At least 13 arrested in Trump-related rallies in downtown Berkeley
BERKELEY — At least 13 people have been arrested as fighting broke out and scores of people supporting or opposing President Trump converged on a park in downtown Berkeley Saturday.
Police were urging people to avoid the downtown area around Martin Luther King Jr. Civic Center Park, citing a “large number of fights” that have occurred and numerous fireworks thrown in the crowds at the protests. Police said also that there have been numerous reports of pepper spray being used in the crowd.
Trump backers and members of the so-called alt-right movement were holding a “free speech” rally at the park, while opponents of the movement, calling themselves anti-fascists, headed to the same spot at about 10 a.m. Later, the demonstrators moved to the streets, where they eventually ended up on Shattuck Ave., blocking it from Kittredge St. to University Ave.
It didn’t take long for hundreds people to gather in and around the park. Police in riot gear made at least 13 arrests and seized numerous prohibited items from the demonstrators by Saturday afternoon and indicated then that they anticipated more arrests would be made. Several people sustained injuries, but it was not clear how serious the injuries were.
“There continues to be a number of large fights, some property damage and numerous projectiles being thrown, including fireworks,” Berkeley police said in a statement issued at around 2 p.m. Saturday.
At several different times, loud explosions were heard in the crowd, immediately followed by fist fights in the crowd. Some people emerged holding their faces after the explosions.
BART closed its downtown station early Saturday afternoon, and did not indicate when it would reopen after
Berkeley police said Saturday afternoon they had reached out to Mutual Aid, a state program aimed to augment local resources that have become overwhelmed in emergency situations, for help.
Police had erected a light, neon-orange plastic barricade at the park between the two sides to separate the groups and were collecting sticks, flagpoles and other objects that protesters had brought, which were banned at the park in advance of the protest. The city had banned a number of weapons — or items that can be used as weapons — in the park on Saturday, including metal pipes, baseball or softball bats, lengths of lumber or wood of any size, poles, bricks, rocks, glass bottles, pepper spray and other objects.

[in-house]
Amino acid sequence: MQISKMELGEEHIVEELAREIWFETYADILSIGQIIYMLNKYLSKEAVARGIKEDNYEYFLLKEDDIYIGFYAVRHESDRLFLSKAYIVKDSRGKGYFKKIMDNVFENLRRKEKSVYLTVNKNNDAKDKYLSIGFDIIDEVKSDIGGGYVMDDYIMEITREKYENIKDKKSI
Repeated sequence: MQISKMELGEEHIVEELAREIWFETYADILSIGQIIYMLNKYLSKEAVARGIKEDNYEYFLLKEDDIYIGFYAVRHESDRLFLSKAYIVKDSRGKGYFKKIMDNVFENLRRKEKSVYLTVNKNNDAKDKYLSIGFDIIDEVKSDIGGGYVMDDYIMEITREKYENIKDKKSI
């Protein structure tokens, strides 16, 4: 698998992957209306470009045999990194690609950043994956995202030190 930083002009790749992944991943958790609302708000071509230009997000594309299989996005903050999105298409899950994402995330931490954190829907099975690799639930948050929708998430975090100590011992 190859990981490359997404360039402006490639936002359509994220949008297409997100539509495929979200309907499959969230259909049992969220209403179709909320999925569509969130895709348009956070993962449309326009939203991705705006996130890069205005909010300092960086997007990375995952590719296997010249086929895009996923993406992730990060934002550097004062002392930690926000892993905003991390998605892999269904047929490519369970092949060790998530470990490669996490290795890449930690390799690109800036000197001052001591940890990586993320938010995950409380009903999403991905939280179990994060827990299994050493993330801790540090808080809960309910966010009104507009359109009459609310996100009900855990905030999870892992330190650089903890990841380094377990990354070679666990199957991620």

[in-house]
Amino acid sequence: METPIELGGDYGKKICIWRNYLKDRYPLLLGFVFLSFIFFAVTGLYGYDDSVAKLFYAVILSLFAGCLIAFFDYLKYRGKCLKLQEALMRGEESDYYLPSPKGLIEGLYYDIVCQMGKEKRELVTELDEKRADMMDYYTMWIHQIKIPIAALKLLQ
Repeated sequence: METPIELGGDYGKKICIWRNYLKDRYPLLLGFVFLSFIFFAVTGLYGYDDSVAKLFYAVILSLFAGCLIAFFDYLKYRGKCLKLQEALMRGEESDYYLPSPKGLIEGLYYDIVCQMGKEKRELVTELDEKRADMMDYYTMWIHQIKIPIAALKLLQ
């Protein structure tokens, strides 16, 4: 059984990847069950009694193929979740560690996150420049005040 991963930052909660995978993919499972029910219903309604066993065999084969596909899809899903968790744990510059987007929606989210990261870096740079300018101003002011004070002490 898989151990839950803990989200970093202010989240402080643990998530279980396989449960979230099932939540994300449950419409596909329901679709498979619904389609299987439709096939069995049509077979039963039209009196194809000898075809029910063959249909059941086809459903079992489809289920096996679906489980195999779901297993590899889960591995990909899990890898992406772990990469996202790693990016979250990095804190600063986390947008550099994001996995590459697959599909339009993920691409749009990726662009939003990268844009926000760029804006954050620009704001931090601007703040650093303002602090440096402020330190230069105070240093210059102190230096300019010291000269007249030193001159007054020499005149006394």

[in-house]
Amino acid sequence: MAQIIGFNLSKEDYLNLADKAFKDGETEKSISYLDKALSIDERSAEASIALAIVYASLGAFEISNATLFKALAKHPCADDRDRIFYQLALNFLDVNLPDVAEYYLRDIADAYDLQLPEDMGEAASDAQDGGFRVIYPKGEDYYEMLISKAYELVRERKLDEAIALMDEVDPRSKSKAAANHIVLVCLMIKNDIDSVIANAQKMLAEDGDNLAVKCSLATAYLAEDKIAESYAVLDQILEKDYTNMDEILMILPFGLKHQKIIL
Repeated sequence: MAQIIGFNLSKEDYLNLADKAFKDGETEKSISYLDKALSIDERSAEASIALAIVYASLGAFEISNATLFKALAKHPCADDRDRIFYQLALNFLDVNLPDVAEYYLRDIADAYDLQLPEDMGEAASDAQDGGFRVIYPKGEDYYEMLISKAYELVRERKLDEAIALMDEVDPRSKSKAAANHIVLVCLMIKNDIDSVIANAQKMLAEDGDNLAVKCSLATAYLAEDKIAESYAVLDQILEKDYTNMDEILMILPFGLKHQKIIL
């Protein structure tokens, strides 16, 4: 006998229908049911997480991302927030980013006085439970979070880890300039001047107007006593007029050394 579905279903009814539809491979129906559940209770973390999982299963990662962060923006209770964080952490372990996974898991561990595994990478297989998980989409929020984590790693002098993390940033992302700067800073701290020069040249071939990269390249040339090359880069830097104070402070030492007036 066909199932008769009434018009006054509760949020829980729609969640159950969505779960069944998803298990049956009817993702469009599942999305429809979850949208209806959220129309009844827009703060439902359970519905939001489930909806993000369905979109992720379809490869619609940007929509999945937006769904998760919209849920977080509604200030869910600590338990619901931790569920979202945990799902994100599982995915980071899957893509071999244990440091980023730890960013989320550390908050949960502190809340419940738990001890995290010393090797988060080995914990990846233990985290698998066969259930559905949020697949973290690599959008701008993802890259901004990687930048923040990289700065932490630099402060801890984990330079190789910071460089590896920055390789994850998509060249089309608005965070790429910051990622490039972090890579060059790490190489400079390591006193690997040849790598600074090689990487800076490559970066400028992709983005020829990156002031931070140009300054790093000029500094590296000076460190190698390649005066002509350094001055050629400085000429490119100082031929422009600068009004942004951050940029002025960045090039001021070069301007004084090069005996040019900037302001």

Protesters on each side held signs in support of their cause. Anti-Trump demonstrators had signs saying “No! Pussy-Grabbing! No! Patriarchy! No! Fascist USA! Drive out Trump-Pence regime!” and “Fascisct scum your time is done.” Right-wing groups held Trump campaign signs and posters that read “Free speech,” among others. Photos circulated on social media showed some demonstrators making Nazi salutes.
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The plans for the events prompted the cancellation of this week’s farmers’ market in the park, which is held regularly on Saturdays. Market organizers said that while police had planned for extra safety measures, they could not guarantee safety at the event.
“Organizers have promoted Saturday’s gathering as a follow-up to an unpermitted March 4 demonstration, when numerous people were hurt due to violence,” the city’s announcement says. “Ten people were arrested for their roles in the events, and other arrests are being actively pursued. No one has applied for or obtained a permit for Saturday, and as a result, anyone at the park will be subject to these rules.”
The protest follows a series of demonstrations — both violent and non-violent — that have swept the country since President Trump took office in January.
A March 4 rally and counter-protest, planned by several of the same groups as those who announced this one, resulted in several injuries and arrests. In February, a scheduled appearance by former Breitbart News editor and provocateur Milo Yiannopoulos at UC Berkeley was canceled after protesters threw rocks, broke windows and set fires outside the student union building.
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Staff photographer Anda Chu contributed to this report.
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